Stack Overflow is a community of 4.7 million programmers, just like you, helping each other.

Join them; it only takes a minute:

Sign up
Join the Stack Overflow community to:
  1. Ask programming questions
  2. Answer and help your peers
  3. Get recognized for your expertise

I want to scan a 2D array with the help of pointers and have written this code, could you tell me why the compiler gives errors?

int main(void) {
    int i,j,n,a,b;
    int (*(*p)[])[];
    printf("\n\tEnter the size of the matrix in the form aXb\t\n");
    p=(int (*(*p)[b])[a])malloc(b*sizeof(int (*p)[a]));
    for(i=0;i<b;i++) {
            p[i]=(int (*p)[a])malloc(a*sizeof(int));
            printf("\t\bEnter Column %d\t\n");
    return 0;
share|improve this question
What errors are you getting? What compiler are you using? Are you building this as C or C++? – bta Sep 17 '10 at 21:06
Don't forget to free all objects you allocated memory to. – pmg Sep 17 '10 at 21:52
Do you understand what a pointer is? From this code, it looks like you think it is an array, from int (*(*p)[])[]; which is completely wrong. – alternative Sep 17 '10 at 21:58

This statement has several problems:

p=(int (*(*p)[b])[a])malloc(b*sizeof(int (*p)[a]));

First, malloc returns a void*. You are casting that pointer using (int (*(*p)[b])[a]) which yields a value, not a data type. That isn't a valid cast, so that's one reason that the compiler is yelling at you. At this point, p hasn't been initialized so the de-referencing taking place here can crash your program if this statement was executed.

Inside your malloc call, you are using sizeof(int (*p)[a]). The statement int (*p)[a] isn't a valid C statement.

It seems that you are making this a bit more complex that it needs to be. There are two ways of building a 2D array. You can build an array using malloc(a * b * sizeof(int)) as Reinderien explains. You can also build a 1D array of pointers, each pointing to an array of type int. From your code, it seems you are trying to do the latter.

The easier way to do this would be something like this:

int **p;
... get input from user ...
// Declare an array of int pointers of length b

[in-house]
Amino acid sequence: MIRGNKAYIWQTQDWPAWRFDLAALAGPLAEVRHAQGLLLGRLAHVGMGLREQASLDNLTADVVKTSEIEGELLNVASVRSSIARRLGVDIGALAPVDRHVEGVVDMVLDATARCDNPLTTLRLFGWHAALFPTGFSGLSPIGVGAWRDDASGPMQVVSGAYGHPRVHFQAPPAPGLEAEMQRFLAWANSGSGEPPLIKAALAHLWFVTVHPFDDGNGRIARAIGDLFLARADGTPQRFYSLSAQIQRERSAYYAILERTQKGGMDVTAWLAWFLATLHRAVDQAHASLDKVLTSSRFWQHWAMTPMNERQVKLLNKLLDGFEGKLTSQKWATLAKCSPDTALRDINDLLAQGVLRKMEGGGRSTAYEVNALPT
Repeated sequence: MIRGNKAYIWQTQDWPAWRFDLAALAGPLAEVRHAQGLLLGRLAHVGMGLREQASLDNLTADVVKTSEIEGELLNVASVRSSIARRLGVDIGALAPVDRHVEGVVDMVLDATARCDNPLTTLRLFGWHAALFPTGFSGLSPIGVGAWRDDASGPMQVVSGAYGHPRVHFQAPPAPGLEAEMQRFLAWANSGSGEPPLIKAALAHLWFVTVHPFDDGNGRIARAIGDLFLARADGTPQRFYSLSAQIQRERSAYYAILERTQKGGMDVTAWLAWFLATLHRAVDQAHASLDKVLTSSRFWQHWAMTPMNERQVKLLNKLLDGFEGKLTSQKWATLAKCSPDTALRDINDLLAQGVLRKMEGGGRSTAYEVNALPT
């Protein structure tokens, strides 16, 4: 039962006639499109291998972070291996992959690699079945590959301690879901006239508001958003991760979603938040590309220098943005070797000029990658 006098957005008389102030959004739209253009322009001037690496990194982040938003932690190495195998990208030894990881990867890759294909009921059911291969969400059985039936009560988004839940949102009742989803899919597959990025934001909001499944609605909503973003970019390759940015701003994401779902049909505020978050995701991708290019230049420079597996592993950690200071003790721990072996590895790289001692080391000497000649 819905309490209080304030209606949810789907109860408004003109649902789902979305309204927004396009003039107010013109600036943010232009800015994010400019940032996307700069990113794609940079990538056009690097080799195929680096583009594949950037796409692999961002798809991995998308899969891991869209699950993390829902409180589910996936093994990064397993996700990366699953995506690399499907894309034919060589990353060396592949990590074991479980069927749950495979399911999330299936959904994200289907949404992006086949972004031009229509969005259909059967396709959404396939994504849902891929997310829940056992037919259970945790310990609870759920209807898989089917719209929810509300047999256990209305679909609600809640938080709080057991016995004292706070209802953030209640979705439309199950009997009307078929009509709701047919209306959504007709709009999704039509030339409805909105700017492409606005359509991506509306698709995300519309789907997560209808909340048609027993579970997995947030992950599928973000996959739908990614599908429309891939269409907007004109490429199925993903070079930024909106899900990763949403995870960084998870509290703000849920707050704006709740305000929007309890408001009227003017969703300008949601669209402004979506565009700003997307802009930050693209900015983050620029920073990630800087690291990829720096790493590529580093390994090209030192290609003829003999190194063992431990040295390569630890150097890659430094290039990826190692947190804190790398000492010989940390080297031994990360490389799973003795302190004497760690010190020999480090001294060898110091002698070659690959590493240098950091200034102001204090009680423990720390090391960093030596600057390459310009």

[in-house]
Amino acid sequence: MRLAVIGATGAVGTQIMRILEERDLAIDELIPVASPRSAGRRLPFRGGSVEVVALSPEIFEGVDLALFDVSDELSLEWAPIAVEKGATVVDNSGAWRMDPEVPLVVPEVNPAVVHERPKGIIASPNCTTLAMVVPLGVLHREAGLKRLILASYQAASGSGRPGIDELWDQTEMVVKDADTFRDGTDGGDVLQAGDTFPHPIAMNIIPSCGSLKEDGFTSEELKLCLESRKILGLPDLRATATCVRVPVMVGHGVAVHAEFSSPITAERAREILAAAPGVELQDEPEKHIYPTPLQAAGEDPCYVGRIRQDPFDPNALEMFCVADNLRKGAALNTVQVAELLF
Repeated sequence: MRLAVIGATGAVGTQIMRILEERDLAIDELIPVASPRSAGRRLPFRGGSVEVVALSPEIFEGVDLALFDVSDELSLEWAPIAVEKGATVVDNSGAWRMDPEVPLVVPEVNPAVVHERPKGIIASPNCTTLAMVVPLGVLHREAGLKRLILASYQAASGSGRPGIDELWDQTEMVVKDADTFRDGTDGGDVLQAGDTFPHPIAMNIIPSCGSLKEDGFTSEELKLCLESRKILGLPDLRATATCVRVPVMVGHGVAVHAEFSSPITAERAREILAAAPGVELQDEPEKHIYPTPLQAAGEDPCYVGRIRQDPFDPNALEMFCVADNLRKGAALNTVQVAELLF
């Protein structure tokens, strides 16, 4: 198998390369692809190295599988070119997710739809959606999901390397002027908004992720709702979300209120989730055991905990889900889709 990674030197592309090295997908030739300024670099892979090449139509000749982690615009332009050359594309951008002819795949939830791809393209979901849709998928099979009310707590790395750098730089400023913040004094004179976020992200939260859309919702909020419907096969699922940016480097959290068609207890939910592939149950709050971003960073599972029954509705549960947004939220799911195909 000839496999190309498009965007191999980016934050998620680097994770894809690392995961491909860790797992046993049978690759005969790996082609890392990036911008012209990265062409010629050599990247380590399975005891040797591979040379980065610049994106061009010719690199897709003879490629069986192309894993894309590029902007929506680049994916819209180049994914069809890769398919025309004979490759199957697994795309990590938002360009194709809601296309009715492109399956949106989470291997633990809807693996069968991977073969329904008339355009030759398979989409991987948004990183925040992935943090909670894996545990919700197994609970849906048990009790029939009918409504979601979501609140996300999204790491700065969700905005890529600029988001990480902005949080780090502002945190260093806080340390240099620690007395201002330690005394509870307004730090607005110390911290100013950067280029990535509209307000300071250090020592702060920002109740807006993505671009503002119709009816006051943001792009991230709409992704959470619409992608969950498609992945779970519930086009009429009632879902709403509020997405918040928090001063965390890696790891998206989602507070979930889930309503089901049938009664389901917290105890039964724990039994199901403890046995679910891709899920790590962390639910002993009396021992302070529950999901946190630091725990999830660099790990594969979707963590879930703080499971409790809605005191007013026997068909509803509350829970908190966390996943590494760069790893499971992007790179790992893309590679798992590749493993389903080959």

p = malloc(b * sizeof(int*));

// For each int* in 'p' ...
for (i = 0; i < b; ++i) {
    // ... allocate an int array of length 'a' and store a pointer in 'p[i]' ..
    p[i] = malloc(a * sizeof(int));
    // ... and fill in that array using data from the user
    printf("\t\bEnter Column %d\t\n");
    for(j = 0; j < a; j++)
        scanf("%d", &p[i][j]);

Using this method of building a 2D array allows you to use the syntax p[x][y]. Since p is a pointer-to-pointer, p[x] is a pointer to an array and p[x][y] is an item in the pointed-to array.

share|improve this answer

That's some pretty contorted syntax. Usually when you make a 2D array:

  • The declaration is simply int *p;
  • The allocation is simply p = malloc(a*b*sizeof(int));
  • You cannot write p[i][j]. You must do one of several things - either make a secondary array int **q that contains row pointers to be able to write q[i][j] (better performance and legibility), or write p[b*i + j] (fewer steps).

Additionally, note that:

  • Your printf will spew garbage due to the missing %d parameter.
  • Since C is not typesafe, using scanf will hide any errors in indirection that you may make.

About the closest thing I could think of that remotely resembles what you were trying to do:

#include <stdio.h>
#include <stdlib.h>

int main()
    int i, j;

    const int a = 3, b = 4;
    int m[4][3];
    int (*p[4])[3];

    for (i = 0; i < b; i++)
        p[i] = &m[i];
        printf("\t\bEnter Column %d\t\n", i);
        for (j = 0; j < a; j++)
            int x;
            scanf("%d", &x);
            (*p[i])[j] = x;
    return 0;

It compiles and functions as expected, but it's pointlessly complicated. p is an array of pointers to arrays.

share|improve this answer
I was writing the exact same "contorted syntax" line when you placed your answer. And indeed, n0nChun read his answer, he's not just plainly giving you code but actual way of figuring this out. And please work on your code formatting and your coding style, this would be more of a reason to get these types of errors / mistakes. – Yonathan Sep 17 '10 at 21:20
@Yon: I no the other way of doing it, i was just experimenting with this one. – n0nChun Sep 17 '10 at 21:37
@Rein: I actually wanted to know what is wrong with the code i have written and not on how to go around it to get the problem solved. – n0nChun Sep 17 '10 at 21:38
If you "no [sic] the other way of doing it", and the other way of doing it is ten times more simple and easier to understand, then...? – Reinderien Sep 18 '10 at 4:36
Anyway, not only is what you're trying to do a terrible idea, it's impossible. Since a and b are not constants, you can't form an array type whose length is a or b. If they were constant you could, but then that would defeat the whole purpose of using malloc. – Reinderien Sep 18 '10 at 4:45

Your Answer


By posting your answer, you agree to the privacy policy and terms of service.

Not the answer you're looking for? Browse other questions tagged or ask your own question.